Thea was taken aback, she was there a second ago. How could she have vanished so quickly?
She closed the door, her mind going back to the chocolate biscuits.
She turned round to find the girl standing in the middle of her lounge room.
‘Who are you, what do you want?’ Demanded Thea.
‘Normally you are not home,’ the girl explained. ‘I watch you go to church and then I come in.’
‘Why? How?’ Thea was feeling very furious at this stage.
‘The key in the laundry is always there for me to use.’
‘Who told you about the key? It’s there for emergencies only.’
‘Your dad told me. But he always said to knock first in case someone was home. So today like every Sunday I knocked. I was surprise to find you here, but I expected one day you would be.’
‘What do you do in my house?’ Thea shrilled.
‘I eat mostly; sometimes I look at your clothes. You have a lot of beautiful clothes. I once tried on your red dress, I think that’s my favourite.’
Thea quickly tried to think of any occasion where she had thought someone had been in her room or when she’d heard her parents say there was any food missing or crumbs or anything that suggested this girl had been in their house. But nothing came to mind.
Thea turned to the girl; her anger was now at a high she had never experienced before. ‘You are never to come into this house again, nor are you to ever speak to me or pretend to anyone that you know this house. My parents I now understand are as crazy as I always thought they were. How would they allow an urchin such as you into our house? You are dirty, your clothes are filthy, you are disgusting.’
The girl turned to go, taking a biscuit from a pocket in the side of her dress. As she bit into the sweet biscuit Thea saw a twinkle in the girls eye. The girl stepped towards Thea and opened her hand to reveal a small green stone.
‘This is my most prized possession. I’d be happy if you had it. I know you have so much and I have little. I live in a place where my parents struggle day in and day out to provide for us, but we know about sharing and we know about gratitude.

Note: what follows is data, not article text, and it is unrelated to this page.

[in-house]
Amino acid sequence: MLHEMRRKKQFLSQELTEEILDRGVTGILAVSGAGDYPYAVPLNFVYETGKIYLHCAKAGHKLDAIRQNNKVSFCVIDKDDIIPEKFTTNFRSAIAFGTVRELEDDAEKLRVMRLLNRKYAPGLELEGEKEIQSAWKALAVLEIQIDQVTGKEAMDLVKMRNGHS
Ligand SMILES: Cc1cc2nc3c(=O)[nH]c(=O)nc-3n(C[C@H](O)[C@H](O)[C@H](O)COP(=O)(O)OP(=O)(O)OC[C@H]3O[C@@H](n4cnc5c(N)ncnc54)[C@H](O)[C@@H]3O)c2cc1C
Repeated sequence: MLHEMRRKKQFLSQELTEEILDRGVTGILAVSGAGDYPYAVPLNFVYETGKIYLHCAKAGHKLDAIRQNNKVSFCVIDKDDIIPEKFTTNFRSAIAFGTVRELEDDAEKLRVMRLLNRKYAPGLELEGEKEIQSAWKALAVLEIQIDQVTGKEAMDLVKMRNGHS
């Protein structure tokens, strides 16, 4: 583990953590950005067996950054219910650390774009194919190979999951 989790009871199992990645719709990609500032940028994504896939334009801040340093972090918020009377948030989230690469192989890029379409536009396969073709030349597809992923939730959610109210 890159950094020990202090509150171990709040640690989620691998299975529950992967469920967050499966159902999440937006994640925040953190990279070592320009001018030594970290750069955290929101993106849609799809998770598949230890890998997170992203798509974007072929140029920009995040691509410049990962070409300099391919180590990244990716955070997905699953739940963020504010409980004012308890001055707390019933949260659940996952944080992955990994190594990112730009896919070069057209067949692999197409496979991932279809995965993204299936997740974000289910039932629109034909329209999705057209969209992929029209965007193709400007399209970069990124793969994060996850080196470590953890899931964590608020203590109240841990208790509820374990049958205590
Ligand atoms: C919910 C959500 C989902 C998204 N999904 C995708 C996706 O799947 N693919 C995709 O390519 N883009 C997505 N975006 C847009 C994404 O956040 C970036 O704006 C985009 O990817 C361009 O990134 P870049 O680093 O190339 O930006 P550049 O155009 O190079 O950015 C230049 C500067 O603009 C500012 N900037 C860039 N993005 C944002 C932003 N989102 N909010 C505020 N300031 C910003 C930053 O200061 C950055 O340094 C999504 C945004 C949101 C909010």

I have been coming to your house for a long time. I have never taken anything that was not mine. All I take is some food from the cupboard that your father knows I take. But I see your indignation, I sense your anger, I know you will never be a friend to me. I always planned to offer something when it was discovered I had been here. All I have is this stone, if you look into it you see kindness, you see love, if you look long enough you begin to understand gratitude.’
The girl then pressed the stone into Thea’s hand and left the house.
Thea stood there a moment speechless. She looked at the stone and wondered who this strange girl had been.
She heard the front door open and her parents came in chatting about one thing and another.
Thea was standing there still in her pyjamas. She looked at her parents who were surprised to see daughter there speechless and looking somewhat perplexed.
In the next ten minutes she blurted out the tale of her morning, of the strange girl and finally the green stone.
When she had finished her father smiled at her, came to his daughter and embraced her. In doing so he said, ‘So I see you met Susie Noshoes.’
At the sound of her name Thea felt the stone warm in the palm of her hand.